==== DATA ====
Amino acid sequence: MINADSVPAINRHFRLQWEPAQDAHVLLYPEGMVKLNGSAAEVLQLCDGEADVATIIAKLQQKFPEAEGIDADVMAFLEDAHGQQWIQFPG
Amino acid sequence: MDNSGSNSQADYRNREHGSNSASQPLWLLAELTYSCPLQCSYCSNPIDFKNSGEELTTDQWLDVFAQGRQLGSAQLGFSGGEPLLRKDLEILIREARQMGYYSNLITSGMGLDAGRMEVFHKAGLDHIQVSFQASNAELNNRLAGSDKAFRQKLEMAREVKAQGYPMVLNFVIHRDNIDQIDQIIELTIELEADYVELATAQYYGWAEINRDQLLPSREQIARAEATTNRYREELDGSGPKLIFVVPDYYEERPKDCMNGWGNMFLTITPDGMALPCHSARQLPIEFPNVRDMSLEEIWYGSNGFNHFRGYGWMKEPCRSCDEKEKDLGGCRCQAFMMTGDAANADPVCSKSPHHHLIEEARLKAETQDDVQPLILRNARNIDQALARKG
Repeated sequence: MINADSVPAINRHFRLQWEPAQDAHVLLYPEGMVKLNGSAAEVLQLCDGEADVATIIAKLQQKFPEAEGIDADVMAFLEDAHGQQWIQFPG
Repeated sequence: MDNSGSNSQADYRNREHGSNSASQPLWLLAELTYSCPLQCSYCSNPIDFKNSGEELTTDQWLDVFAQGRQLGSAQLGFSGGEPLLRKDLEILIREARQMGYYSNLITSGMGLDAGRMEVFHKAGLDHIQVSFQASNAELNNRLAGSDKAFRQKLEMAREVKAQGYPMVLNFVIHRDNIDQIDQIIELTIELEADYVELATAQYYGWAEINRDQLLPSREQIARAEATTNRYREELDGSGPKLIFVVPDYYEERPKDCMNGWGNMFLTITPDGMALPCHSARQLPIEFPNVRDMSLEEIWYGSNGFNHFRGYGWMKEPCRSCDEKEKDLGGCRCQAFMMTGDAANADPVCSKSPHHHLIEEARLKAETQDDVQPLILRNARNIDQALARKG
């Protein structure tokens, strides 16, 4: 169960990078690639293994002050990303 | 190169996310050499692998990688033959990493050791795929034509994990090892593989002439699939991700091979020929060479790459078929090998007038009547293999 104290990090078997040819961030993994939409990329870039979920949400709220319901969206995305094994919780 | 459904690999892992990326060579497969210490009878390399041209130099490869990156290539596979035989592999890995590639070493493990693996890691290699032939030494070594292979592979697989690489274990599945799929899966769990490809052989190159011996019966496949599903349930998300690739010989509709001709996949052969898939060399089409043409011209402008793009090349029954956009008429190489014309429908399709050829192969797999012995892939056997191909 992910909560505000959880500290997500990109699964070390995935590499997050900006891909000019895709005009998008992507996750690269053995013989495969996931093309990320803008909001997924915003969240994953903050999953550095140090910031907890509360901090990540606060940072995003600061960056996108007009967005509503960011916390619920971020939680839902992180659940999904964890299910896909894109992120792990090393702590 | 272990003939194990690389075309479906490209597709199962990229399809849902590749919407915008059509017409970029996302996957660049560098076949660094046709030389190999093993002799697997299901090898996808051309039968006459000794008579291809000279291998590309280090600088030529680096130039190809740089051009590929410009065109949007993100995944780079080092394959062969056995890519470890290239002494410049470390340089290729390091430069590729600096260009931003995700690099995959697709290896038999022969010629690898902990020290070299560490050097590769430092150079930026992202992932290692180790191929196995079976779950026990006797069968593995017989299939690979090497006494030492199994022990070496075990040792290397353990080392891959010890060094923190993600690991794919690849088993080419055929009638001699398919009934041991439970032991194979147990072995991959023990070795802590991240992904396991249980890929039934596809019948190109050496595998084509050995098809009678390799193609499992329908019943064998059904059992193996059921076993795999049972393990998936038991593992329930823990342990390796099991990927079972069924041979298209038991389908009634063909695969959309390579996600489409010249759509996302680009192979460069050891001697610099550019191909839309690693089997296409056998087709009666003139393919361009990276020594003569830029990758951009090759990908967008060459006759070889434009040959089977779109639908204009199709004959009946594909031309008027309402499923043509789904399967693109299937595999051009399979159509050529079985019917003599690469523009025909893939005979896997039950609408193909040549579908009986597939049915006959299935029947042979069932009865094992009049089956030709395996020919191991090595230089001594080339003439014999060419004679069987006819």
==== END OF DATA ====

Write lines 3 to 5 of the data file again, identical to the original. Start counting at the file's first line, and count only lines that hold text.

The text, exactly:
Repeated sequence: MINADSVPAINRHFRLQWEPAQDAHVLLYPEGMVKLNGSAAEVLQLCDGEADVATIIAKLQQKFPEAEGIDADVMAFLEDAHGQQWIQFPG
Repeated sequence: MDNSGSNSQADYRNREHGSNSASQPLWLLAELTYSCPLQCSYCSNPIDFKNSGEELTTDQWLDVFAQGRQLGSAQLGFSGGEPLLRKDLEILIREARQMGYYSNLITSGMGLDAGRMEVFHKAGLDHIQVSFQASNAELNNRLAGSDKAFRQKLEMAREVKAQGYPMVLNFVIHRDNIDQIDQIIELTIELEADYVELATAQYYGWAEINRDQLLPSREQIARAEATTNRYREELDGSGPKLIFVVPDYYEERPKDCMNGWGNMFLTITPDGMALPCHSARQLPIEFPNVRDMSLEEIWYGSNGFNHFRGYGWMKEPCRSCDEKEKDLGGCRCQAFMMTGDAANADPVCSKSPHHHLIEEARLKAETQDDVQPLILRNARNIDQALARKG
């Protein structure tokens, strides 16, 4: 169960990078690639293994002050990303 | 190169996310050499692998990688033959990493050791795929034509994990090892593989002439699939991700091979020929060479790459078929090998007038009547293999 104290990090078997040819961030993994939409990329870039979920949400709220319901969206995305094994919780 | 459904690999892992990326060579497969210490009878390399041209130099490869990156290539596979035989592999890995590639070493493990693996890691290699032939030494070594292979592979697989690489274990599945799929899966769990490809052989190159011996019966496949599903349930998300690739010989509709001709996949052969898939060399089409043409011209402008793009090349029954956009008429190489014309429908399709050829192969797999012995892939056997191909 992910909560505000959880500290997500990109699964070390995935590499997050900006891909000019895709005009998008992507996750690269053995013989495969996931093309990320803008909001997924915003969240994953903050999953550095140090910031907890509360901090990540606060940072995003600061960056996108007009967005509503960011916390619920971020939680839902992180659940999904964890299910896909894109992120792990090393702590 | 272990003939194990690389075309479906490209597709199962990229399809849902590749919407915008059509017409970029996302996957660049560098076949660094046709030389190999093993002799697997299901090898996808051309039968006459000794008579291809000279291998590309280090600088030529680096130039190809740089051009590929410009065109949007993100995944780079080092394959062969056995890519470890290239002494410049470390340089290729390091430069590729600096260009931003995700690099995959697709290896038999022969010629690898902990020290070299560490050097590769430092150079930026992202992932290692180790191929196995079976779950026990006797069968593995017989299939690979090497006494030492199994022990070496075990040792290397353990080392891959010890060094923190993600690991794919690849088993080419055929009638001699398919009934041991439970032991194979147990072995991959023990070795802590991240992904396991249980890929039934596809019948190109050496595998084509050995098809009678390799193609499992329908019943064998059904059992193996059921076993795999049972393990998936038991593992329930823990342990390796099991990927079972069924041979298209038991389908009634063909695969959309390579996600489409010249759509996302680009192979460069050891001697610099550019191909839309690693089997296409056998087709009666003139393919361009990276020594003569830029990758951009090759990908967008060459006759070889434009040959089977779109639908204009199709004959009946594909031309008027309402499923043509789904399967693109299937595999051009399979159509050529079985019917003599690469523009025909893939005979896997039950609408193909040549579908009986597939049915006959299935029947042979069932009865094992009049089956030709395996020919191991090595230089001594080339003439014999060419004679069987006819």